Last week, the U.S. Court of Appeals for the Ninth Circuit issued two opinions attempting to clarify what proof a defendant seeking removal must produce to establish the $5 million amount-in-controversy requirement for removing a class action lawsuit under the Class Action Fairness Act (CAFA).
In Ibarra v. Manheim Investments, Inc., the plaintiffs alleged that the defendants had a “pattern and practice of failing to pay their non-exempt employees for working off-the-clock.” The defendants removed the case to federal court based on an assumption that each class member missed one meal break in each of their 5-hour shifts, and one rest break in each of their 3.5 hour shifts, i.e., a 100% violation rate.
On appeal, the Ninth Circuit found that a “pattern and practice” of doing something does not necessarily mean a 100% violation rate. Because the complaint did not allege that the defendants always denied the plaintiffs their meal and rest breaks for every shift, the defendants had the burden of showing that the amount in controversy calculation relied on “reasonable assumptions.” The Ninth Circuit held that when a defendant relies on assumptions to satisfy its burden to prove by a preponderance of the evidence that the amount in controversy exceeds $5 million, then “those assumptions cannot be pulled from thin air but need some reasonable ground underlying them.” Since neither side had submitted proof regarding the violation rate, the Ninth Circuit vacated the district court’s order and remanded the case to the district court to allow both parties the opportunity to submit evidence and arguments regarding whether the $5 million amount in controversy requirement under CAFA had been satisfied.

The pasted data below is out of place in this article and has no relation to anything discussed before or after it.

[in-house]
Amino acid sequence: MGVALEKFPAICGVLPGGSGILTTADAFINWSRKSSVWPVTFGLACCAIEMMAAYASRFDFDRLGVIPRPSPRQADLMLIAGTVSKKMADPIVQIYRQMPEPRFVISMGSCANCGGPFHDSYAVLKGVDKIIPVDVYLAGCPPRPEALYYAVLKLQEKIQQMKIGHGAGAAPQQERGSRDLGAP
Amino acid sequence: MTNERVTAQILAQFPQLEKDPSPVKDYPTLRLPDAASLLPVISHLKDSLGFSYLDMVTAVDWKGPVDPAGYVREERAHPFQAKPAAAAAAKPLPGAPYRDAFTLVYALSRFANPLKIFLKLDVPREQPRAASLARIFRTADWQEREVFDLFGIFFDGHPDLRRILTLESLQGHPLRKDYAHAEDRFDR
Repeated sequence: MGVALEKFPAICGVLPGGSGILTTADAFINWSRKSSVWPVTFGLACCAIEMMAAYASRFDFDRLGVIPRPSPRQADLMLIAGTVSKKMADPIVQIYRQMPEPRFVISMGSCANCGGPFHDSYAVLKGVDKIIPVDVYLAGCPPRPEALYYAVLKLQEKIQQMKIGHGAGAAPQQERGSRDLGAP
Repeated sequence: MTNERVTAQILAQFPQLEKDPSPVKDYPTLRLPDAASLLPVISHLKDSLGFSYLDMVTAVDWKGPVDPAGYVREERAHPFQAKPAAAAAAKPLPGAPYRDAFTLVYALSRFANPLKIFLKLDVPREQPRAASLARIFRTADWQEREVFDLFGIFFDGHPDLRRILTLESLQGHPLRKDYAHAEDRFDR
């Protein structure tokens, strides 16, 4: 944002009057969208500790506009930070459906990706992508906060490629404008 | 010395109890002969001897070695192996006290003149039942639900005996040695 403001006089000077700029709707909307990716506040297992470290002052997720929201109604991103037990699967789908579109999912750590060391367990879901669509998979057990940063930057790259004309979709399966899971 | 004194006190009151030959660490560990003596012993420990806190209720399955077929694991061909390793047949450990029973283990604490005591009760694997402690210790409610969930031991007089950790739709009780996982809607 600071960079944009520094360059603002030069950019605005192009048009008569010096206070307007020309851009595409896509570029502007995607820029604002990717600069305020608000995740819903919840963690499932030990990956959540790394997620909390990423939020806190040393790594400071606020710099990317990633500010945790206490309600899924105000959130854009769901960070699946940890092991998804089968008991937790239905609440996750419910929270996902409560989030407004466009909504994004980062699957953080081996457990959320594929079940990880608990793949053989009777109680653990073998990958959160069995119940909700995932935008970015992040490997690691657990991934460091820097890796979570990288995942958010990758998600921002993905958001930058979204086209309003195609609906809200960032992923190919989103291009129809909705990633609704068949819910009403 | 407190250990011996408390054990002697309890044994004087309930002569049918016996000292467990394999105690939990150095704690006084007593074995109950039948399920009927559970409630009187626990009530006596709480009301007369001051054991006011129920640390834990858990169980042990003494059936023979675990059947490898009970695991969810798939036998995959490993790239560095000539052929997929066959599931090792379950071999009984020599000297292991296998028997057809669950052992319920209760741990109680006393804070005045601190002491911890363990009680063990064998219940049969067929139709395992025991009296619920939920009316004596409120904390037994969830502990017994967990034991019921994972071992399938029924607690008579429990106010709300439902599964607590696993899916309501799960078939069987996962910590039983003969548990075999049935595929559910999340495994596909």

In LaCross v. Knight Transportation, Inc., a wage-and-hour class action defended by Littler, the Ninth Circuit applied the Manheim analysis but reached a different conclusion. The plaintiffs in Knight filed a class action against the defendants alleging Knight misclassified them as independent contractor truck drivers, instead of properly classifying them as employees. One of the plaintiffs’ claims was for reimbursement, which, if the putative class members were misclassified, could include reimbursement of fuel costs. The defendants removed, arguing the CAFA minimum jurisdiction could be established by taking the actual fuel costs that the truck drivers invoiced in one quarter, reducing this number by the lowest number of drivers working for the defendants during the 16-quarter class period, and then multiplying this reduced-quarterly-fuel-cost amount by the 16-quarter class period, which came out to $21 million. In reversing the district court’s remand order, the Ninth Circuit concluded that the defendants’ “chain of reasoning and its underlying assumption” to extrapolate fuel costs for the entire class period using the actual invoiced fuel costs for one quarter was reasonable.
Based on the Manheim and Knight decisions, a removing defendant may assume a 100% violation rate only if the allegations reasonably support such a violation, e.g., the plaintiffs allege all putative class members were misclassified, or the defendant submits evidence supporting such a violation rate.